However I am still getting periodic out of memory errors when I do more than a couple of big actions in a row such as a rebuild a comment and another rebuild. That makes me worry about what will happen as the blog grows.

Original text below:

Since it seems to be a bit of a moving target (and just so I remember myself), I thought I'd share what I did in order to get my Movable Type installation running with LightTPD and FastCGI at TextDrive. Needless to say, your milage may vary, especially at other hosts (and really I'm not sure that any other host will let you make this setup).

Why did I do this and was it worth it?

If you want to skip the background and get straight to the step by step instructions skip to the extended entry.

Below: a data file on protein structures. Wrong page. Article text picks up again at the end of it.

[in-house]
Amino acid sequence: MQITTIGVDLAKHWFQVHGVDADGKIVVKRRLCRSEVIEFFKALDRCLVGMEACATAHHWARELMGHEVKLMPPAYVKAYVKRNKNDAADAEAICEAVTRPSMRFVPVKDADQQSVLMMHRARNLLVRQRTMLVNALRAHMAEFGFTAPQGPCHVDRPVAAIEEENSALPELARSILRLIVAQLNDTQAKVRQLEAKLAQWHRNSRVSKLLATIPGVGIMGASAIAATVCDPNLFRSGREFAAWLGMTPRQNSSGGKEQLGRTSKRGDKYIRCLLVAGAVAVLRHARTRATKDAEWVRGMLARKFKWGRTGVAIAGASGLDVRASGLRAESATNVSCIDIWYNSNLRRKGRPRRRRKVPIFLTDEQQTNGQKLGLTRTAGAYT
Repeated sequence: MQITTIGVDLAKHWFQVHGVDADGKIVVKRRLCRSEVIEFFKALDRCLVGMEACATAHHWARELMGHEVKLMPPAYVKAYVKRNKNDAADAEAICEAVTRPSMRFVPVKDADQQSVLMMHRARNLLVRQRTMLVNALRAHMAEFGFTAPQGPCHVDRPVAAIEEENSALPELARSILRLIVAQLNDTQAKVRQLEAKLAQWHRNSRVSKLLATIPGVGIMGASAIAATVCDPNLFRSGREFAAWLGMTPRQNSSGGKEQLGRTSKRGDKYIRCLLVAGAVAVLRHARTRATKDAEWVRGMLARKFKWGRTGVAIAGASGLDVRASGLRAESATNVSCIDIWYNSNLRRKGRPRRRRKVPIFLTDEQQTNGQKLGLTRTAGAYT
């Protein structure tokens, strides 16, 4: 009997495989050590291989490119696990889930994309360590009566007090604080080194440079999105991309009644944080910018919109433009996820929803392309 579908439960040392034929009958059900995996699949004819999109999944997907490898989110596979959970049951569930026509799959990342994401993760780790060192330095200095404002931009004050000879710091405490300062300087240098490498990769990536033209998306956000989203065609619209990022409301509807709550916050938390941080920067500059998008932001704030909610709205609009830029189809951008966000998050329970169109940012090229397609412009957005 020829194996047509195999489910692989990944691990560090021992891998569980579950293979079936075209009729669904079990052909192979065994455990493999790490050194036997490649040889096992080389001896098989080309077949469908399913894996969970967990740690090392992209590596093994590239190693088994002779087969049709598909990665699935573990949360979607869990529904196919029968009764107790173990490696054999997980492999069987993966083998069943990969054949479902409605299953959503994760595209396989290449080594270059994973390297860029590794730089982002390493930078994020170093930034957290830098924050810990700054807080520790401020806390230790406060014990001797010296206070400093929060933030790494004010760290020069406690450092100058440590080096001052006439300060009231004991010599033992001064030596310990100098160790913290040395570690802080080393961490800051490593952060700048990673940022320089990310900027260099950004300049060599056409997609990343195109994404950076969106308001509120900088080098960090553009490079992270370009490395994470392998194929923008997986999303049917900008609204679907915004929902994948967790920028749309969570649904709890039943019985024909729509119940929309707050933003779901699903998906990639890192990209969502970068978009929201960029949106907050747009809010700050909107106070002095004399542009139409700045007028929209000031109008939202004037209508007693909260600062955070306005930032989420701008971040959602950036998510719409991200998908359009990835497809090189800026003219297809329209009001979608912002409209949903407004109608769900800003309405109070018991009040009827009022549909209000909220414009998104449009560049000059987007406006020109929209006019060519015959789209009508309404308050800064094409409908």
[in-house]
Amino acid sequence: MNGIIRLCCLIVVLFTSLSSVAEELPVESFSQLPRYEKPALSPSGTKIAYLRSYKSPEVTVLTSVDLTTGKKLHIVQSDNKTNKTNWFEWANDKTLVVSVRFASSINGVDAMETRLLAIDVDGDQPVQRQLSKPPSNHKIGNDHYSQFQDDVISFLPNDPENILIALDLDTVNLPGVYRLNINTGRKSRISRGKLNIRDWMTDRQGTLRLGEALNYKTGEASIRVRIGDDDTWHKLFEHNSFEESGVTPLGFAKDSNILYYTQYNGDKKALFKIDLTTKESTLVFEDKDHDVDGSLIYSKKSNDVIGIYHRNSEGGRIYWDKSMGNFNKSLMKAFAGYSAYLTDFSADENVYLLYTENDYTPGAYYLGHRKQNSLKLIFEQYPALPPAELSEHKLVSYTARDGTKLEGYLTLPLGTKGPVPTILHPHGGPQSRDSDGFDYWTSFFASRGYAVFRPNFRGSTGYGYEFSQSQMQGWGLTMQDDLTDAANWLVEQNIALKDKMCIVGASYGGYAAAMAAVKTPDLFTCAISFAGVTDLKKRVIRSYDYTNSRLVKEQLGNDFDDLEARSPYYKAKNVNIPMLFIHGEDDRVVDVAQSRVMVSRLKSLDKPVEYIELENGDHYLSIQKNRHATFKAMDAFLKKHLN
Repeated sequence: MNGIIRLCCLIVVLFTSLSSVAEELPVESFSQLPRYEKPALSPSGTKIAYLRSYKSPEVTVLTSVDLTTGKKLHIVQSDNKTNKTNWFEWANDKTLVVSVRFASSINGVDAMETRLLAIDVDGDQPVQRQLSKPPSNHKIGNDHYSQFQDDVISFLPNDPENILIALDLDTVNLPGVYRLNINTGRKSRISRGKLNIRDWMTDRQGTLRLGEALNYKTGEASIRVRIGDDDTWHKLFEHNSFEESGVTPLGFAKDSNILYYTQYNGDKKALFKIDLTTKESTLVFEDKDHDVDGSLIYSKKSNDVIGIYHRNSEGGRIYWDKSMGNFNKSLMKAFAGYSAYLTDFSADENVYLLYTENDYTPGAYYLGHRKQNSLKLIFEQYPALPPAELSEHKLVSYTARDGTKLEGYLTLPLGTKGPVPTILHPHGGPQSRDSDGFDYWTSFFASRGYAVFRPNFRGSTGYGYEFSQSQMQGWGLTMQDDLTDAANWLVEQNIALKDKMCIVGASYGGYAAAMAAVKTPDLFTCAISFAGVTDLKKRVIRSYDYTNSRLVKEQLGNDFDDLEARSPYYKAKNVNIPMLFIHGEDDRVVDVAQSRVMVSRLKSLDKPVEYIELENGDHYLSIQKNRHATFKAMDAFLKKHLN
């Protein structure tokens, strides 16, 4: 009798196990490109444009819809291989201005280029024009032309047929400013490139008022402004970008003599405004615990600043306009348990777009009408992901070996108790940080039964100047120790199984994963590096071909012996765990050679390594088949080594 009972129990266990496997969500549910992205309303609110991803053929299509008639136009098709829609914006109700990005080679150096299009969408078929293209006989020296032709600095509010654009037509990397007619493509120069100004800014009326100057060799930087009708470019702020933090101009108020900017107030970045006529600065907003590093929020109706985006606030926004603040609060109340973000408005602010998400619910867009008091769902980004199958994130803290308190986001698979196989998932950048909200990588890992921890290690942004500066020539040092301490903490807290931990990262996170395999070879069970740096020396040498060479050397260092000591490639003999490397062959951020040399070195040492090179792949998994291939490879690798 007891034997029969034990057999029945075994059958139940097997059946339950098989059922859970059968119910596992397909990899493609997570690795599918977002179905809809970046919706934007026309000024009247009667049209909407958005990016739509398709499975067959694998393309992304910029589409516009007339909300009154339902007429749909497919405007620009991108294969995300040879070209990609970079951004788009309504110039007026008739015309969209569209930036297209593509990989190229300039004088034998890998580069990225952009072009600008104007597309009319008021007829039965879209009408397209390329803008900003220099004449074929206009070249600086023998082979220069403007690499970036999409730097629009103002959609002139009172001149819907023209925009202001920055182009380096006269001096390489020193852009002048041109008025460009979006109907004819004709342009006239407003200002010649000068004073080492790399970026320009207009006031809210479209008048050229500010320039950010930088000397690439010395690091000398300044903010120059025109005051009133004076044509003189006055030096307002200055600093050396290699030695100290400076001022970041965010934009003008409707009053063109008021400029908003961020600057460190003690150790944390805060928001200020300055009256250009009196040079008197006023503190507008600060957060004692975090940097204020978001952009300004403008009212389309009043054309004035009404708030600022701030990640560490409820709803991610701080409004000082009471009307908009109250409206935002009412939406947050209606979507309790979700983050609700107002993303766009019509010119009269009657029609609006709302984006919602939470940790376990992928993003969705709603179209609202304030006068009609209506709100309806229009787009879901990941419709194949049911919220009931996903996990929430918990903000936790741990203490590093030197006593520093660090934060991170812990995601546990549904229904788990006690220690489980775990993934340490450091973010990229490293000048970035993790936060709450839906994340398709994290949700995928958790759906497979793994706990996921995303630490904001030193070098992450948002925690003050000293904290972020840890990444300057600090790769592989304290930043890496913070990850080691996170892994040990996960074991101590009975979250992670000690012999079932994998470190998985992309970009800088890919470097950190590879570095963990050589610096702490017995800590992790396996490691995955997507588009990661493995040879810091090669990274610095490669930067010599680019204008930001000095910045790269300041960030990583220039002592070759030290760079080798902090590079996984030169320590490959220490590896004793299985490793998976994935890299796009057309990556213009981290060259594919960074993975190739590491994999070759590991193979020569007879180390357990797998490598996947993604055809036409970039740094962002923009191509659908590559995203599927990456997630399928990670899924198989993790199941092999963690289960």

Unfortunately the real answer is probably a not so high minded "because I could" or "to see if I could" but in general if there's a better way to do things, I like to at least try to take advantage of it. To be certain, I'm seeking to solve a problem that I don't suffer from all that much. The problem being that standard CGI is slow. Every request for the CGI program will cause the perl (in this case) script to be compiled and loaded into memory even if you just used the same program a few seconds ago. This means that the user waits and the server gets the load of repeatedly starting new processes. It's easy to see how a stateless protocol like http would encourage this, but it can suck, especially when your blog gets hammered by spammers (or users for that matter) generating a huge number of requests to the comment or trackback script in quick succession. Even in normal operation, it simply slows things down and is one reason some people may find Movable Type less appealing than blogging applications which take a different approach, such as using php. The "standard" approach for fixing this in recent years has been to compile a script interpreter into Apache via a module like mod_php, but for a number of reasons that I don't entirely understand, mod_perl is not as secure or common as mod_php. FastCGI seeks to remedy this problem by starting one or more persistent processes which start up once and handle requests for scripts, staying active between requests. Unfortunately, Apache's implementation of FastCGI isn't very good (again for reasons that I do not entirely understand), however LightTPD was designed with good FastCGI support built in. Some people may favor using LightTPD anyway, even for serving static content because it apparently scales much better than Apache for handling high levels of traffic without requiring unreasonable amounts of resources.